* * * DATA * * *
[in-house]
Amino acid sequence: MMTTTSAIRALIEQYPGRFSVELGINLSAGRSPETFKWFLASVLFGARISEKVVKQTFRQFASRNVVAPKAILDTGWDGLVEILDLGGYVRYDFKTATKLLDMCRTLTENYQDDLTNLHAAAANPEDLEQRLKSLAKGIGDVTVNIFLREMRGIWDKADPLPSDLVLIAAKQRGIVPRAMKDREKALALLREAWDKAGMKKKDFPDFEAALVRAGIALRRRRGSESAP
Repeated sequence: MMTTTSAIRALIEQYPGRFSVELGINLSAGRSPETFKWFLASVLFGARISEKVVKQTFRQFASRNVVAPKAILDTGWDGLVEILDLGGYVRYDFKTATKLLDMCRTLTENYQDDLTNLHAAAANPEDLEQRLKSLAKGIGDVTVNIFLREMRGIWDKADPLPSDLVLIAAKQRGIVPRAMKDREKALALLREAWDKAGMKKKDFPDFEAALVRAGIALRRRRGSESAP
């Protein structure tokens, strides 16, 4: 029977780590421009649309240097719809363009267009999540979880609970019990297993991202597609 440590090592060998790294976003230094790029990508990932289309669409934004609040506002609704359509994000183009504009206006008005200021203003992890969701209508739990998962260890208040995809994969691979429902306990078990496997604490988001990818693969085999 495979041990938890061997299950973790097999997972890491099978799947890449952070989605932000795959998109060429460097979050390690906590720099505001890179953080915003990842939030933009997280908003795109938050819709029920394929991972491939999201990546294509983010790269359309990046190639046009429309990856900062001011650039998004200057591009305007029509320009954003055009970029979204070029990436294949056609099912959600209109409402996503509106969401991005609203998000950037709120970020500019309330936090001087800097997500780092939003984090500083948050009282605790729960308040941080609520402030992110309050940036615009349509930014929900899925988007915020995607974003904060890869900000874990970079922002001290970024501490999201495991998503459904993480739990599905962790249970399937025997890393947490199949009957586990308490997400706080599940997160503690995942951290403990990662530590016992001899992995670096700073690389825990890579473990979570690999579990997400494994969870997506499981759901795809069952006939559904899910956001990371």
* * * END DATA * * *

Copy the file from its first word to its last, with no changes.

[in-house]
Amino acid sequence: MMTTTSAIRALIEQYPGRFSVELGINLSAGRSPETFKWFLASVLFGARISEKVVKQTFRQFASRNVVAPKAILDTGWDGLVEILDLGGYVRYDFKTATKLLDMCRTLTENYQDDLTNLHAAAANPEDLEQRLKSLAKGIGDVTVNIFLREMRGIWDKADPLPSDLVLIAAKQRGIVPRAMKDREKALALLREAWDKAGMKKKDFPDFEAALVRAGIALRRRRGSESAP
Repeated sequence: MMTTTSAIRALIEQYPGRFSVELGINLSAGRSPETFKWFLASVLFGARISEKVVKQTFRQFASRNVVAPKAILDTGWDGLVEILDLGGYVRYDFKTATKLLDMCRTLTENYQDDLTNLHAAAANPEDLEQRLKSLAKGIGDVTVNIFLREMRGIWDKADPLPSDLVLIAAKQRGIVPRAMKDREKALALLREAWDKAGMKKKDFPDFEAALVRAGIALRRRRGSESAP
């Protein structure tokens, strides 16, 4: 029977780590421009649309240097719809363009267009999540979880609970019990297993991202597609 440590090592060998790294976003230094790029990508990932289309669409934004609040506002609704359509994000183009504009206006008005200021203003992890969701209508739990998962260890208040995809994969691979429902306990078990496997604490988001990818693969085999 495979041990938890061997299950973790097999997972890491099978799947890449952070989605932000795959998109060429460097979050390690906590720099505001890179953080915003990842939030933009997280908003795109938050819709029920394929991972491939999201990546294509983010790269359309990046190639046009429309990856900062001011650039998004200057591009305007029509320009954003055009970029979204070029990436294949056609099912959600209109409402996503509106969401991005609203998000950037709120970020500019309330936090001087800097997500780092939003984090500083948050009282605790729960308040941080609520402030992110309050940036615009349509930014929900899925988007915020995607974003904060890869900000874990970079922002001290970024501490999201495991998503459904993480739990599905962790249970399937025997890393947490199949009957586990308490997400706080599940997160503690995942951290403990990662530590016992001899992995670096700073690389825990890579473990979570690999579990997400494994969870997506499981759901795809069952006939559904899910956001990371």